Any Subaru faithful will tell you that their cars have a soul, a definitive way of sounding, driving, handling and operating. And frankly, we agree. With its rumbling Boxer engine, low centre of gravity and witty all-wheel drive system, a Subaru is a different kind of car.
But lately, it seems even the carmaker itself has been dulling its own character. Once regarded as a rebellious, rally-stage conquering, out-of-the-box niche player, Fuji Heavy Industries’ automotive division has now grown into a profit-making juggernaut, rivaling industry big boys Honda, Toyota, and Nissan. And good for them!
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But all that success comes at a price: Subaru must now sell a lot more cars. Sensible, mass-market vehicles that do very little to excite their owners. The 2019 Forester is that car, a clear indication that Subaru isn’t what it once was.
Simply Following a Trend
In all fairness, the entire automotive landscape isn’t what it used to be. Who can blame Subaru for delivering what consumers want? The Forester is, and remains, a bread-and-butter vehicle for the brand, comfortably lodged within the highly popular compact SUV segment alongside other mass-selling people haulers such as the Toyota RAV4, Honda CR-V, Nissan Rogue, Mazda CX-5, Ford Escape, Chevrolet Equinox, Jeep Cherokee and Volkswagen Tiguan.
It’s entirely new for 2019, running on Subaru’s Global Platform (SGP) which first debuted in the Impreza. It’s now significantly stiffer and more crash-resistant, says Subaru. Its wheelbase is longer, yet the entire vehicle is shorter by 15 mm. Overall curb weight goes down roughly 100 lbs., or 45 kg, and its appearance has mutated from simple boxy, to Japanese Gundam boxy.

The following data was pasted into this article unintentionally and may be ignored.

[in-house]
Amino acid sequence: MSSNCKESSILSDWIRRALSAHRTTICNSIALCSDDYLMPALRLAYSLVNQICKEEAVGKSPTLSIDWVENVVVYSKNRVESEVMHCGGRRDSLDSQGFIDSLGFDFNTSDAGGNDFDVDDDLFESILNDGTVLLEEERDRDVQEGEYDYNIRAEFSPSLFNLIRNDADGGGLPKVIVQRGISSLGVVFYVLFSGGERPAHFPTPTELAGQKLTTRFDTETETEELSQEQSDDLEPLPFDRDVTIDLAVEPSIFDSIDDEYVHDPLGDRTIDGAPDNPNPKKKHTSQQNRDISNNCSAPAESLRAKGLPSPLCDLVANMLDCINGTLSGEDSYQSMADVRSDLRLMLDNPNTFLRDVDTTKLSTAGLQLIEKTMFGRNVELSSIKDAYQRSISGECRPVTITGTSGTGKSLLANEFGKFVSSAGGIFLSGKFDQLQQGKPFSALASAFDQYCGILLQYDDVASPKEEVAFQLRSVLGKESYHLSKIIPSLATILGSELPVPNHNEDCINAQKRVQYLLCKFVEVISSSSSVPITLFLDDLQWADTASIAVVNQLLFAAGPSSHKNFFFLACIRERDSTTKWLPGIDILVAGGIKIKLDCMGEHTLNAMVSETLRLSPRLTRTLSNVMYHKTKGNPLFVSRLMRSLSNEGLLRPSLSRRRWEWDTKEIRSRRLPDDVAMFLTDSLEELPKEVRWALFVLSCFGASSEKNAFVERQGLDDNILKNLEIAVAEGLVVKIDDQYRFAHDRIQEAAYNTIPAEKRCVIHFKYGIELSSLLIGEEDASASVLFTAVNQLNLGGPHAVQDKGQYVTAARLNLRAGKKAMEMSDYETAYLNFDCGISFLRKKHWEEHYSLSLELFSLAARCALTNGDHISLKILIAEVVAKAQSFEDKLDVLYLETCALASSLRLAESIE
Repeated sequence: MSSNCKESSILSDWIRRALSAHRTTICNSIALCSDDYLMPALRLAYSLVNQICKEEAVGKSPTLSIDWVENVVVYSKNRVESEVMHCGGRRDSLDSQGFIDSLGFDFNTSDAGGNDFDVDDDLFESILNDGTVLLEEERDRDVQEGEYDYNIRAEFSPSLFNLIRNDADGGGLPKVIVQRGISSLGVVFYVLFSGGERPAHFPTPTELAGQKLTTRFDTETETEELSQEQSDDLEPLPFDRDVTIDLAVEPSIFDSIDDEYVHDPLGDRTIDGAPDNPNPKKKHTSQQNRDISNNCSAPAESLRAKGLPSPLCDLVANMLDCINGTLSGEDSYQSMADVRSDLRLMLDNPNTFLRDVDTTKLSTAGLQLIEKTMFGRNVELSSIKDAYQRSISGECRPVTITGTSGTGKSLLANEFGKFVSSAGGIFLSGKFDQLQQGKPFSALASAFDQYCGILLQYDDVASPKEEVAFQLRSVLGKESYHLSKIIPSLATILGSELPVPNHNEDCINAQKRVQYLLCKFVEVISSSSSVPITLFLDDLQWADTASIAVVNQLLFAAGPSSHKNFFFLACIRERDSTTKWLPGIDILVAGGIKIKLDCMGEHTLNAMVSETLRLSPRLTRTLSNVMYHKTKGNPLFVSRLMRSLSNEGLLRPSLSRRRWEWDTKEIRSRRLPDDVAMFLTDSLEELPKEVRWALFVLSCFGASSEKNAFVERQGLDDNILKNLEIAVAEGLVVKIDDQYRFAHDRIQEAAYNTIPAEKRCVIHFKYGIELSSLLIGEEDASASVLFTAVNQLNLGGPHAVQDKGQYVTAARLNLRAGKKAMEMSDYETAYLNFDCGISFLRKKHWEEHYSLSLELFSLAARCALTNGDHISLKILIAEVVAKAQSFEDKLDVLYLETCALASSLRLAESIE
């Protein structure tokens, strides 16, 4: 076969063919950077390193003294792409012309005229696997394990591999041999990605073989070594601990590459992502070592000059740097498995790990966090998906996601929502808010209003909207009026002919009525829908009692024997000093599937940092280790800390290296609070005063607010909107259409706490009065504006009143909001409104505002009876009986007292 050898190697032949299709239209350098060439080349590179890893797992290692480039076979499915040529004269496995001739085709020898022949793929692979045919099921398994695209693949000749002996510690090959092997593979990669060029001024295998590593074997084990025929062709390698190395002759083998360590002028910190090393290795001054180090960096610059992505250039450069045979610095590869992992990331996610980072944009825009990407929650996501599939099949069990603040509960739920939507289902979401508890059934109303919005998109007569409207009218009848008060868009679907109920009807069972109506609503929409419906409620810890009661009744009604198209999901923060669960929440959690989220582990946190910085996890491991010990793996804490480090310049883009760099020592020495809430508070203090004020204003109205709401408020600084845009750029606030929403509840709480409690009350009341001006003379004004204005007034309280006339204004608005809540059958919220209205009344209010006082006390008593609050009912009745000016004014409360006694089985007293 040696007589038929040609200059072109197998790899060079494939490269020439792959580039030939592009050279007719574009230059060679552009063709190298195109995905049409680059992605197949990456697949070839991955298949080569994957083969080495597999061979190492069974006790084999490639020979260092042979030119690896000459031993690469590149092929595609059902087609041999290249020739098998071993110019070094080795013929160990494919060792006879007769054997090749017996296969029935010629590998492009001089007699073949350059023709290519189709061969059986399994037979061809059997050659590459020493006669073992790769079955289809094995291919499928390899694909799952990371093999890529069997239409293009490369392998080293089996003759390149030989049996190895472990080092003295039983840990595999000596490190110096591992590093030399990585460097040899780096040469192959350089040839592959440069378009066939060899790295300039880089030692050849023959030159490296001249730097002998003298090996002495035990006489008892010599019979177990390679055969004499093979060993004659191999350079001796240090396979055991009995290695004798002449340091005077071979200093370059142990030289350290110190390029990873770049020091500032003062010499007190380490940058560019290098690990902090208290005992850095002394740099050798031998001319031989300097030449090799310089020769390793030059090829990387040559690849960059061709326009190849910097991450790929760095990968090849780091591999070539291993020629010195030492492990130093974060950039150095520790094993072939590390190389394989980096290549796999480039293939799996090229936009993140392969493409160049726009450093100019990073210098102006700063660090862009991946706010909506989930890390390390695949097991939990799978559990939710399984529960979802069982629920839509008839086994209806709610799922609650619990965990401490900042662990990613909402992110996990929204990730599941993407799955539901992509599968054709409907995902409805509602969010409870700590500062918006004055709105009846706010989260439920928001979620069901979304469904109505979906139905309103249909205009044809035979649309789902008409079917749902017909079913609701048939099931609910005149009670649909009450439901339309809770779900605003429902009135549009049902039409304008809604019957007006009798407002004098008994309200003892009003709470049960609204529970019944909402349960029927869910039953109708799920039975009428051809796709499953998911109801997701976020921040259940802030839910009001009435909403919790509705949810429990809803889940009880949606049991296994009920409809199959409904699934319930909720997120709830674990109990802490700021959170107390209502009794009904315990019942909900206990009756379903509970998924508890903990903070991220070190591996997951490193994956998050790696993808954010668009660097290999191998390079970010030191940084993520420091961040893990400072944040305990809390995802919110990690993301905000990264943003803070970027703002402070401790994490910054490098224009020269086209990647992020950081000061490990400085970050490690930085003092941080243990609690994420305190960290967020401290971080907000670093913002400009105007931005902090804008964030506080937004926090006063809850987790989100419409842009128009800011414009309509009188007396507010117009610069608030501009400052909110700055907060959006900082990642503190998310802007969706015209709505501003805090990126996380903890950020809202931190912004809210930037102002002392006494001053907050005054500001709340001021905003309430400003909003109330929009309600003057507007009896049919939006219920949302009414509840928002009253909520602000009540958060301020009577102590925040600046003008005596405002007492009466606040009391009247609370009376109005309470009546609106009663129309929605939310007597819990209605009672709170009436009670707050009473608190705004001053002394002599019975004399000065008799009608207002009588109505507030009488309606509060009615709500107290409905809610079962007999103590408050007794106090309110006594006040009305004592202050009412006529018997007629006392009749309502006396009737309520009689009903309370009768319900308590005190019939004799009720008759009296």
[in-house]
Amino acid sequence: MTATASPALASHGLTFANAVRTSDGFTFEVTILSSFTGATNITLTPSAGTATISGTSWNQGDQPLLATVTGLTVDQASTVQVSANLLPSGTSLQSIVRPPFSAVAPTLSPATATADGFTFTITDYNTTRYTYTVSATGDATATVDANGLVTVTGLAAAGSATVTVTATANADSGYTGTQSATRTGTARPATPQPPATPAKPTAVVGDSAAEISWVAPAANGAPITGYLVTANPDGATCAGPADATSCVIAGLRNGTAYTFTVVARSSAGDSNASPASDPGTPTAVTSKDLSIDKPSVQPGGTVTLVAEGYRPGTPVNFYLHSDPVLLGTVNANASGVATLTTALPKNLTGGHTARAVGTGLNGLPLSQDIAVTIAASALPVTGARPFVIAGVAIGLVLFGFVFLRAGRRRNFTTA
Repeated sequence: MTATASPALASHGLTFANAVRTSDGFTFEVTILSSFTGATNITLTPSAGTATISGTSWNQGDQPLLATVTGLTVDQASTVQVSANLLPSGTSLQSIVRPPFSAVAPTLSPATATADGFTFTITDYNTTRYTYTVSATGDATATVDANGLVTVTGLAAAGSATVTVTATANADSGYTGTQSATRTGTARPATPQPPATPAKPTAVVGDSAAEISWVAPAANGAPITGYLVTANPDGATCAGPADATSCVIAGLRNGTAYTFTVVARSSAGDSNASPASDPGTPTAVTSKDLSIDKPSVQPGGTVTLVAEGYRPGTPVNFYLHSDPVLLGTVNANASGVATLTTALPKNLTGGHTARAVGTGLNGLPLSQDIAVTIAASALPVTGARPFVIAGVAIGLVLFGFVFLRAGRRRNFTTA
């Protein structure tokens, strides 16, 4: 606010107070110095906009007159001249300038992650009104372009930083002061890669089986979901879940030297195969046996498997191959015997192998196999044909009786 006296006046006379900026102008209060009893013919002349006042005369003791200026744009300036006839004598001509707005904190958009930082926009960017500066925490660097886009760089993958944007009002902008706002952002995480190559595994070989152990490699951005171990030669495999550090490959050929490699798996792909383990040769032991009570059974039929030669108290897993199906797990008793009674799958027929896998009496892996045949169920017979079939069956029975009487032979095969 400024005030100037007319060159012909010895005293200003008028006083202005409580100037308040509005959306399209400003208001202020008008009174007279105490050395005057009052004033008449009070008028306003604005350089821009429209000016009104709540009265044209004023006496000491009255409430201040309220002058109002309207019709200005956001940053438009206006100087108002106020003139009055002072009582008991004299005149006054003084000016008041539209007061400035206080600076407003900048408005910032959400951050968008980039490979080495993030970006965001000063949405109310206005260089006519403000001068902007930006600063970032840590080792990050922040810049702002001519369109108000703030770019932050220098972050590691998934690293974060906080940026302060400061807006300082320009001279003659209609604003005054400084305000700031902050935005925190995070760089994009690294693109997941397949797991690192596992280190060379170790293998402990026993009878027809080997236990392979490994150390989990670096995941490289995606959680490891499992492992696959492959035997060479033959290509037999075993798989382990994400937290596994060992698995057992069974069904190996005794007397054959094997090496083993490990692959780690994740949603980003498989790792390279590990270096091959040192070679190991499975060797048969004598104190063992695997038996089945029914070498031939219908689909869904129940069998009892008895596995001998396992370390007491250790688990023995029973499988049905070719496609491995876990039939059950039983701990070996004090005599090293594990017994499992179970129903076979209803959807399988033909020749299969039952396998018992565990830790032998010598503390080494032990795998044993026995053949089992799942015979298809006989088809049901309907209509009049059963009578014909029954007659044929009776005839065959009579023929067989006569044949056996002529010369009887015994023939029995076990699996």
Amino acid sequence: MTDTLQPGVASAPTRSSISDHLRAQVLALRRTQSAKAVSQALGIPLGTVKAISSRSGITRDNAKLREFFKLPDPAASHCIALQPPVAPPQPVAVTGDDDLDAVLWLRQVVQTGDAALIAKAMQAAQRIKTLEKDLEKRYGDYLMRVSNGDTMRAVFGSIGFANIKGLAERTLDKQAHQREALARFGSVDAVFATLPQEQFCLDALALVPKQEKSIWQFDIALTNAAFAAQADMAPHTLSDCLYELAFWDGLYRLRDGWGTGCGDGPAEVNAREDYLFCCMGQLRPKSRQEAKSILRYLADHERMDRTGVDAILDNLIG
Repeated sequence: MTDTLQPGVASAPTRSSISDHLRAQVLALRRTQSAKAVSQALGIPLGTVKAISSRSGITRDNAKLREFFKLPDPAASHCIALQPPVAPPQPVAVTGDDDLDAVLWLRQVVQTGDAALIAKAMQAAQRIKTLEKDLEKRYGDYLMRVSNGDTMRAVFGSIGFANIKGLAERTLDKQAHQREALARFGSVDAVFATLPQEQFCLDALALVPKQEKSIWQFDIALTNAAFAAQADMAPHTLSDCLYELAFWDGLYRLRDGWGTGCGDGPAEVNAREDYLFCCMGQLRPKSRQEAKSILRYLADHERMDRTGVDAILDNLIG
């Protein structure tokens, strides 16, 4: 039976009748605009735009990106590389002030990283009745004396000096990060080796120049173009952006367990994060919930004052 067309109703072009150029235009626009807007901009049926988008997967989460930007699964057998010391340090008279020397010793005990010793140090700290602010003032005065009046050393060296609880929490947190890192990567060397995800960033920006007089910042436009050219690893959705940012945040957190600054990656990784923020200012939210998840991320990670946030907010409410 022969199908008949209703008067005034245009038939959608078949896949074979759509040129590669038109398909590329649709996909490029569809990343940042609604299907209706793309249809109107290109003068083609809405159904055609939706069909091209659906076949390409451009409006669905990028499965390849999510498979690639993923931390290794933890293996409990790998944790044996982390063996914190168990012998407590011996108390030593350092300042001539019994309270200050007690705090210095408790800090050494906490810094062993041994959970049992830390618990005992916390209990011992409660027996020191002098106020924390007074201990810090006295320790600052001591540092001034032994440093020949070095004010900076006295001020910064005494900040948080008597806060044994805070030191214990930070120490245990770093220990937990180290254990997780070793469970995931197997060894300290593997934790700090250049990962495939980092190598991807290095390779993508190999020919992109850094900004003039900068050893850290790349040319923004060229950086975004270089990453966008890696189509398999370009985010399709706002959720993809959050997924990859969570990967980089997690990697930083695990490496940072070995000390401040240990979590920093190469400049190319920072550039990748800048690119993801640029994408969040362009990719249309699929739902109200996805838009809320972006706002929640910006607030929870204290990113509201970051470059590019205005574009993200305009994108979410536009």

Engine choices have been simplified by narrowing them down to a single unit across the board. It’s essentially the same 2.5-litre Boxer four as last year, except it’s now direct-injected. Gone is the punchy WRX-like turbocharged 2.0-litre, as well as the engaging manual gearbox. All Foresters now come with a soul-sucking continuously variable automatic transmission (CVT).
Power is rated at 182 horsepower and 176 lb.-ft. of torque. All-wheel drive is, of course, standard. Our test vehicle was a Premier, the most equipped trim level in the lineup, stickering for $39,495 before freight and destination charges.
The Right Amount of Utilitarian
What the Forester lacks in sportiness and engagement, it makes up for with a comfortable, spacious, and frankly solid interior. Contrasting leather surfaces, good quality materials and impeccable build quality stand out. The vehicle’s box-like proportions make way for large windows all around, leading to immaculate visibility.
The Forester accomplishes its utilitarian mission rather well. With 2,008 litres of total cargo space with the rear bench folded flat, it ranks among segment leaders such as the Honda CR-V (2,146 litres) and the Nissan Rogue (1,982 litres). The upright seating position of the rear bench at least prevents the Forester from being a drag for tall passengers, and the adjustable seatback is a welcome touch.